Web Performance Calendar

The speed geek's favorite time of year
2016 Edition

Dean Hume

Dean Hume (@DeanoHume) is a software developer and author based in London, U.K. He is passionate about web performance, and he regularly writes on his blog - deanhume.com.

As a web developer, I’m always excited when it comes to finding new data about the performance of the websites that I build. During my day-to-day development, I recently stumbled upon a tool called Lighthouse. It’s an open-source, automated tool for improving the quality of your web apps.


There are two ways that you can run this tool – either as a Chrome Extension or directly from the command line. You simply supply it with a URL, and it will audit the page, run a number of tests and provide you with a useful report on some of the metrics on how well the page performed. You can use the report to provide you with indicators on what you can do to improve your app.

The Chrome Extension is handy when you simply want to see a user-friendly interface for reading the reports.


Lately, I’ve been lucky enough to start building a new web application that takes advantage of newer browser features to create a Progressive Web App (PWA). Lighthouse currently has a large focus on Progressive Web App features, such as Add to Homescreen and offline support. However, the overarching goal of the project is to provide an end-to-end audit of all aspects of web app quality. As a web performance fanatic, I am very interested in some of the performance reports that the tool generates.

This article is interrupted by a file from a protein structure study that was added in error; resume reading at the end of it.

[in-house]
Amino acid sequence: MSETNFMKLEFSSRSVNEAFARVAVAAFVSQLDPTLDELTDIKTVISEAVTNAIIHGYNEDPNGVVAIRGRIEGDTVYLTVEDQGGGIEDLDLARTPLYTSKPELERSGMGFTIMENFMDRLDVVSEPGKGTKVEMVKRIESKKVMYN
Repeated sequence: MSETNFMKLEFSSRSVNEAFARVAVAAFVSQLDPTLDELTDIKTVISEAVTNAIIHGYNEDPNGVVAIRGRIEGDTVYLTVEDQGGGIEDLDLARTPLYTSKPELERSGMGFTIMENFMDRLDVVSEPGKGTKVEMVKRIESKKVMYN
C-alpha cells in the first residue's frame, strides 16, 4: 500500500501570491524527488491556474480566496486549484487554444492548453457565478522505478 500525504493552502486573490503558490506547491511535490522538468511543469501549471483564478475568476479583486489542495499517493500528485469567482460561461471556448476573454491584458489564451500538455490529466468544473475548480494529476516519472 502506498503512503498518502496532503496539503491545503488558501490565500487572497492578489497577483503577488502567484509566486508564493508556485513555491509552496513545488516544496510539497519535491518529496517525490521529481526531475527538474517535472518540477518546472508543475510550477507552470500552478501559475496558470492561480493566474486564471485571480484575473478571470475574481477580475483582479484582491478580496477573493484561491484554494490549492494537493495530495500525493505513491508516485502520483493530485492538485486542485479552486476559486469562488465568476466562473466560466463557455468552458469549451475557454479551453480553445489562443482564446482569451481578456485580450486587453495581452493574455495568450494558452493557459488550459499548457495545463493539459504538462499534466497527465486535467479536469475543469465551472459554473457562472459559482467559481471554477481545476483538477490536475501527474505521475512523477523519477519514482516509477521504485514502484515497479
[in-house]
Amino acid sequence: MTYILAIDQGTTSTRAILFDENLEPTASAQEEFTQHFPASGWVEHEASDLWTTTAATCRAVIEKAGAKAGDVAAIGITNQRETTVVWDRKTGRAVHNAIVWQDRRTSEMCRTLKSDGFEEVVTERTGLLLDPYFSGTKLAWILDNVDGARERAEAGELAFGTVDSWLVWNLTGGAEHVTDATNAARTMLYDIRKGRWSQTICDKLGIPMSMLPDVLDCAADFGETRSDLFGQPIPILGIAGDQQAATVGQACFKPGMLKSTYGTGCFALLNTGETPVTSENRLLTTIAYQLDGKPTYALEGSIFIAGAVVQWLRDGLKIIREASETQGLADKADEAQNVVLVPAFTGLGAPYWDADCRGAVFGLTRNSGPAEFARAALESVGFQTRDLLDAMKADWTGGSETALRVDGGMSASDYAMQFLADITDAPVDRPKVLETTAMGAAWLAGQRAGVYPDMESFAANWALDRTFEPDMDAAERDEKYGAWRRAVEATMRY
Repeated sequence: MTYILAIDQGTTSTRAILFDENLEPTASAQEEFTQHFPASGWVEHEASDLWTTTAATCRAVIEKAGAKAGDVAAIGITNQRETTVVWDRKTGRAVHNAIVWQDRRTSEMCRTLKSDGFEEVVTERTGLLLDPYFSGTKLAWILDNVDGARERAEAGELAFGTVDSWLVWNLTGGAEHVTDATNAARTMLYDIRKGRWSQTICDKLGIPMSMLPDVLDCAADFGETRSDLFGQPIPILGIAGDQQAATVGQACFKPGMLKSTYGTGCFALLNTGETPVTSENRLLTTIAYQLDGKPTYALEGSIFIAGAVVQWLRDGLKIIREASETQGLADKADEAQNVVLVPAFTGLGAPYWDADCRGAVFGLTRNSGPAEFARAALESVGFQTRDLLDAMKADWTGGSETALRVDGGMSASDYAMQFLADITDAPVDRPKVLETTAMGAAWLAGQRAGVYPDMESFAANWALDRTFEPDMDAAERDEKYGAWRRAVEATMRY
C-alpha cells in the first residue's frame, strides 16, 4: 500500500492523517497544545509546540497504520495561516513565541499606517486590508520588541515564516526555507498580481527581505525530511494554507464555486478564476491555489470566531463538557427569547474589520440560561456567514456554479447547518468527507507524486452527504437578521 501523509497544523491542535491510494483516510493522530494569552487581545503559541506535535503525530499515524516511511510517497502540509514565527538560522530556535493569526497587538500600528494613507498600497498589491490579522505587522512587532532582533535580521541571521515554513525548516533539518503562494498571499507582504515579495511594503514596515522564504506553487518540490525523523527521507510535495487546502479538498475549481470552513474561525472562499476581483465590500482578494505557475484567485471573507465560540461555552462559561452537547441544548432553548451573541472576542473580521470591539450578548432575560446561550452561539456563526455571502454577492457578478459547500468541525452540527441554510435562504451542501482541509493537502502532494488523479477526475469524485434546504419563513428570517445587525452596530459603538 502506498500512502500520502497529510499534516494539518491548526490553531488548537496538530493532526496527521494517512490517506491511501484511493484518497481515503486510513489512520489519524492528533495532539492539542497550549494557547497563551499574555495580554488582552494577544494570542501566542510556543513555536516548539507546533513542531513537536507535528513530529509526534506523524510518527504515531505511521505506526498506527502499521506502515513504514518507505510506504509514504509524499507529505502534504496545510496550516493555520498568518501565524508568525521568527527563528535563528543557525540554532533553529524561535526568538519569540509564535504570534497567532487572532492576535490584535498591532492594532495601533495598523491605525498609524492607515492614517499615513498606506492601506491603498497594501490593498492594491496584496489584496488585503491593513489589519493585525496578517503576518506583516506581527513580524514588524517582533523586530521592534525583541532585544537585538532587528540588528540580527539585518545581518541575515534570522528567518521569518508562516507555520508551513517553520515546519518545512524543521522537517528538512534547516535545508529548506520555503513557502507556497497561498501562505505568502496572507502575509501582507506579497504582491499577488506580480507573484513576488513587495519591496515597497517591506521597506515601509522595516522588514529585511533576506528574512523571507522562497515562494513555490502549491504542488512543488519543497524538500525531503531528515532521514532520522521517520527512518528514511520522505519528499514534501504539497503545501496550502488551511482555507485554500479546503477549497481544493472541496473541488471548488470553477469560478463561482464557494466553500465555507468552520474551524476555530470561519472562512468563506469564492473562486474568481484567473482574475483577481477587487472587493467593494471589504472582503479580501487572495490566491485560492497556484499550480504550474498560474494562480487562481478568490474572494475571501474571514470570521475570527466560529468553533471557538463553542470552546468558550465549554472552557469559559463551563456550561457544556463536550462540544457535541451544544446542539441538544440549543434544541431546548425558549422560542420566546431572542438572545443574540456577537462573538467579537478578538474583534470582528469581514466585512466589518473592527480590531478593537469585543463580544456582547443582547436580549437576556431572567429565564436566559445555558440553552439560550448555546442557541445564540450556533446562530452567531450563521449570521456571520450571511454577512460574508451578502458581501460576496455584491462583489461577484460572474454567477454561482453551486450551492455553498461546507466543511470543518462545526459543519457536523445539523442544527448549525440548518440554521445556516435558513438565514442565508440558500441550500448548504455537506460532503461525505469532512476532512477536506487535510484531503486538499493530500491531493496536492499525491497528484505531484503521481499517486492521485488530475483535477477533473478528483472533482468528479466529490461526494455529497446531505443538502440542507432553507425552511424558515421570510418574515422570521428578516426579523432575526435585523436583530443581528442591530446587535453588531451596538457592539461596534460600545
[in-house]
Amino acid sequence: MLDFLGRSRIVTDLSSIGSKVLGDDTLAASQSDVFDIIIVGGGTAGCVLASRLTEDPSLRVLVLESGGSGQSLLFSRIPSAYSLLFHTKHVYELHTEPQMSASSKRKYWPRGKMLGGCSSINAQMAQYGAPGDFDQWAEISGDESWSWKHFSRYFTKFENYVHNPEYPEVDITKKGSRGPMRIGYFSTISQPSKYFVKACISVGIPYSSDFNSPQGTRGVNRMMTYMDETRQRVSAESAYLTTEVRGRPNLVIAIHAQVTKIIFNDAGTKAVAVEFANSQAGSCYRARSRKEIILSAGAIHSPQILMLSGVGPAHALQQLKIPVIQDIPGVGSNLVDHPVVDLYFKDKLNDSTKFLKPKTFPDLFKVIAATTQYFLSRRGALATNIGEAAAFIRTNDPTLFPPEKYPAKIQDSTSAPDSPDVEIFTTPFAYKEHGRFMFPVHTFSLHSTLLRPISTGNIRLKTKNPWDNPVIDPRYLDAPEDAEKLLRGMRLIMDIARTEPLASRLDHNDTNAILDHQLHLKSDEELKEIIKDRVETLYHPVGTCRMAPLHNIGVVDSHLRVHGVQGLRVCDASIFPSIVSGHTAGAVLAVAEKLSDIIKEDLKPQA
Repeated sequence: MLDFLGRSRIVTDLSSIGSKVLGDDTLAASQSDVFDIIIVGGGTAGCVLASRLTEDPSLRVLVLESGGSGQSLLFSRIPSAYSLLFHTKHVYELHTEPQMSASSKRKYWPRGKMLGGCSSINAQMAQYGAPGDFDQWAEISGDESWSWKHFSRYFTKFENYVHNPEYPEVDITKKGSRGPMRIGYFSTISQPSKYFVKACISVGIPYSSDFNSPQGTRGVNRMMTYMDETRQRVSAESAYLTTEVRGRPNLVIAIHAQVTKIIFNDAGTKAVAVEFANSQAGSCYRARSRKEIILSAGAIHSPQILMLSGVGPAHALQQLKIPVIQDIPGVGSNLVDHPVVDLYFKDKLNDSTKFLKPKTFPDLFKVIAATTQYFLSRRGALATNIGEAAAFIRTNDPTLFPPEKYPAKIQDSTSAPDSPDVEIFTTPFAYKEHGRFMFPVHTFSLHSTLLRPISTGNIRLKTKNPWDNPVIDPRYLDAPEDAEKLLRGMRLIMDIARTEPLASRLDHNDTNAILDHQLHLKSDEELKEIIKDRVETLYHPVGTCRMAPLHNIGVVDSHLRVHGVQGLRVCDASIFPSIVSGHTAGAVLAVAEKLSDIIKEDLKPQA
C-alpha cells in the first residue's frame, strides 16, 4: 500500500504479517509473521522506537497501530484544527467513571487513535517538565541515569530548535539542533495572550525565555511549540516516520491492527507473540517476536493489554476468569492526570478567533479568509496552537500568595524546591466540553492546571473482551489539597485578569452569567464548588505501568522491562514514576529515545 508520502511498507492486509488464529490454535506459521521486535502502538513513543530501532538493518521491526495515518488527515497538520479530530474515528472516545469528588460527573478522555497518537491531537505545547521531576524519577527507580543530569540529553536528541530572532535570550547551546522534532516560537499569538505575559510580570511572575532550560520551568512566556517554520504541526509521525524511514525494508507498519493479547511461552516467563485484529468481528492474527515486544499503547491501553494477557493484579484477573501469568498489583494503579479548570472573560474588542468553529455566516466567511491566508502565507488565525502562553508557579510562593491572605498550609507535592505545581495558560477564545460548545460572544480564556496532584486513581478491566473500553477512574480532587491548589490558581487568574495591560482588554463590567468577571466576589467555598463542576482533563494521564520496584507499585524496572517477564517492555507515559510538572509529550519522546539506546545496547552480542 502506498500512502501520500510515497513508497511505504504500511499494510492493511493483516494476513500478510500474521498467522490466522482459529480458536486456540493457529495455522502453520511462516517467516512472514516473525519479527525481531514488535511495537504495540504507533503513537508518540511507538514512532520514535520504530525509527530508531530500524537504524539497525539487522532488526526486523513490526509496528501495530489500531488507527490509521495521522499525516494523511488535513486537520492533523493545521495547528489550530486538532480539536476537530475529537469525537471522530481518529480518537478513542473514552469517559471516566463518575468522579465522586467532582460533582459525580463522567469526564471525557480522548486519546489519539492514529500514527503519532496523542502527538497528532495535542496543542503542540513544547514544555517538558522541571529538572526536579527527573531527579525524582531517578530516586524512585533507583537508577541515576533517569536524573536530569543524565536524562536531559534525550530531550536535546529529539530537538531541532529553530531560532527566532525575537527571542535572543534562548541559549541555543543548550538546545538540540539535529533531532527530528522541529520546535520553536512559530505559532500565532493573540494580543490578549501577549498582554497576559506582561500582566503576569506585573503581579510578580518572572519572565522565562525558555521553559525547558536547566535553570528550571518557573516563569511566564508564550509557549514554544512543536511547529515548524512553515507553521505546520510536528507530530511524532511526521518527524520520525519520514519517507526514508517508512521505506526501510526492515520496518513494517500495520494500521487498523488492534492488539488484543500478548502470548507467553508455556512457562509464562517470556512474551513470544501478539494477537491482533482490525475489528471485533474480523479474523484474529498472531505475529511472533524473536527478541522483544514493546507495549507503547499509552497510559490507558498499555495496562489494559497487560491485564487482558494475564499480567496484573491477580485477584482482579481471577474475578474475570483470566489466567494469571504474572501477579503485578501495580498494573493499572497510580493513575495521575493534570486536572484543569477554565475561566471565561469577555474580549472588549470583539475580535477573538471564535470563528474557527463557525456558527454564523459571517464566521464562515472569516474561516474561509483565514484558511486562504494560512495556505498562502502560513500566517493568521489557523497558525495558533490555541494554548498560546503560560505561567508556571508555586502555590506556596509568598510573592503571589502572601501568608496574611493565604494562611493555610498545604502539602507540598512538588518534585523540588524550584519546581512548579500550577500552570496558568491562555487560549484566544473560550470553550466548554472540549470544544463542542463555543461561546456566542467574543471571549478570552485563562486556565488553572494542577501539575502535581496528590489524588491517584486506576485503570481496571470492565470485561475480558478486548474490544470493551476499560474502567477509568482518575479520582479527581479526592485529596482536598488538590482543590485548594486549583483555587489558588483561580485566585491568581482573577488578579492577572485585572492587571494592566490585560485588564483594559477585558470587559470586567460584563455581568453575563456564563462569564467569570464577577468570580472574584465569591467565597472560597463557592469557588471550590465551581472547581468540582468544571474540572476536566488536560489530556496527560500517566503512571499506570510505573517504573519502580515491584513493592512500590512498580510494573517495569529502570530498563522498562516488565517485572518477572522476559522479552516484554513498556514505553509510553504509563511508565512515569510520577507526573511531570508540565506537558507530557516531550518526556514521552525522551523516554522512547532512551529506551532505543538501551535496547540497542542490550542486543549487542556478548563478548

This is where the magic of the command line tool starts to shine. Regardless of whether you are interested in building a Progressive Web App or not, the tool will provide you with useful performance metrics about your site.

In order to get started you will need to have Node.js installed. Next, install Lighthouse CLI using the command line:

npm install -g lighthouse

Once that has finished installing, you are ready to use Lighthouse. Let’s run a full audit against the Performance Calendar website by entering the following command in your terminal.

lighthouse https://calendar.perfplanet.com/2015/

Under the hood, the tool looks for an installed instance of Google’s Chrome browser on your machine. Using Chrome, it then runs a set of tests and collects various metrics during the web page lifecycle.


Once the tool has finished running, by default it will generate a pretty HTML report similar to the one the Chrome extension creates. Depending on what you are building, you might not initially be interested in the full report, but rather narrow down to the performance metrics. You can do this by using the following commands in your terminal.

lighthouse https://calendar.perfplanet.com/2015/ 

The above command will generate a report with the given filename and due to the --perf flag it will only provide you with the performance metrics for the URL. The command will also output a JSON file giving you more insights into the data that was generated when the tests ran. The resulting JSON file gives you information such as time to first meaningful paint, the speed index, estimated input latency, time-to-interactive as well as any critical HTTP request chains in the page such as blocking CSS or JavaScript.

This flexibility gives Lighthouse the power to be used in a number of different scenarios. In fact, Lighthouse can be used to analyze trace and performance data collected from other tools such as WebPageTest or ChromeDriver. If you wanted to audit the performance of a URL on a real mobile device, Lighthouse can be setup to use the remote debugging on Android devices. You could even use the command line tool to integrate Lighthouse into continuous integration systems.

Best of all, Lighthouse is open source and you can contribute! If you’d like to contribute, check the list of issues or propose a new feature. If you’d like to learn more about this tool, I recommend watching this video by Google’s Jeffrey Posnick on YouTube.